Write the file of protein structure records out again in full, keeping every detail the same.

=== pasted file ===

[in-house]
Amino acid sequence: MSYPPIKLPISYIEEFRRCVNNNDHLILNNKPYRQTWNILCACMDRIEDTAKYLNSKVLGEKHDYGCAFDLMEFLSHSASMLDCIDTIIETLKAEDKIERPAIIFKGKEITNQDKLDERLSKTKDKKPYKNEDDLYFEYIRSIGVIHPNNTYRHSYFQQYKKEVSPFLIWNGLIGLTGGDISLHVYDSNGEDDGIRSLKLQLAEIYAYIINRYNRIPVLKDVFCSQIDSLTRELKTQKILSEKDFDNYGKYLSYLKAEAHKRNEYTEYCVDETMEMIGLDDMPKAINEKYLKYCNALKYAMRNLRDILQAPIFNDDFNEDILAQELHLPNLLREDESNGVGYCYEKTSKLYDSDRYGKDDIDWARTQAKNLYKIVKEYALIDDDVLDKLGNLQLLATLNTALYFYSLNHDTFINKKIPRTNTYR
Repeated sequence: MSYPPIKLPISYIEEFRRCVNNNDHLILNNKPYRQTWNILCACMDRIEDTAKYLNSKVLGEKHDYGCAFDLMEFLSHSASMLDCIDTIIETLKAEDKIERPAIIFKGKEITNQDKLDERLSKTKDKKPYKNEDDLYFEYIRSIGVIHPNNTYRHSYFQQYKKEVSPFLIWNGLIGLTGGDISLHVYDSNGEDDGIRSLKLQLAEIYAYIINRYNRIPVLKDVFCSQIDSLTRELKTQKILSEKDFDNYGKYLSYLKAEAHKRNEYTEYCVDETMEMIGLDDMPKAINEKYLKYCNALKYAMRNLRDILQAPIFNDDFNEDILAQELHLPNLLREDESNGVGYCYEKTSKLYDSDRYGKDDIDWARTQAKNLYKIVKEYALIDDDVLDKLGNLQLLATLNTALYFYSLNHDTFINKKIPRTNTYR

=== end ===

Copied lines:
[in-house]
Amino acid sequence: MSYPPIKLPISYIEEFRRCVNNNDHLILNNKPYRQTWNILCACMDRIEDTAKYLNSKVLGEKHDYGCAFDLMEFLSHSASMLDCIDTIIETLKAEDKIERPAIIFKGKEITNQDKLDERLSKTKDKKPYKNEDDLYFEYIRSIGVIHPNNTYRHSYFQQYKKEVSPFLIWNGLIGLTGGDISLHVYDSNGEDDGIRSLKLQLAEIYAYIINRYNRIPVLKDVFCSQIDSLTRELKTQKILSEKDFDNYGKYLSYLKAEAHKRNEYTEYCVDETMEMIGLDDMPKAINEKYLKYCNALKYAMRNLRDILQAPIFNDDFNEDILAQELHLPNLLREDESNGVGYCYEKTSKLYDSDRYGKDDIDWARTQAKNLYKIVKEYALIDDDVLDKLGNLQLLATLNTALYFYSLNHDTFINKKIPRTNTYR
Repeated sequence: MSYPPIKLPISYIEEFRRCVNNNDHLILNNKPYRQTWNILCACMDRIEDTAKYLNSKVLGEKHDYGCAFDLMEFLSHSASMLDCIDTIIETLKAEDKIERPAIIFKGKEITNQDKLDERLSKTKDKKPYKNEDDLYFEYIRSIGVIHPNNTYRHSYFQQYKKEVSPFLIWNGLIGLTGGDISLHVYDSNGEDDGIRSLKLQLAEIYAYIINRYNRIPVLKDVFCSQIDSLTRELKTQKILSEKDFDNYGKYLSYLKAEAHKRNEYTEYCVDETMEMIGLDDMPKAINEKYLKYCNALKYAMRNLRDILQAPIFNDDFNEDILAQELHLPNLLREDESNGVGYCYEKTSKLYDSDRYGKDDIDWARTQAKNLYKIVKEYALIDDDVLDKLGNLQLLATLNTALYFYSLNHDTFINKKIPRTNTYR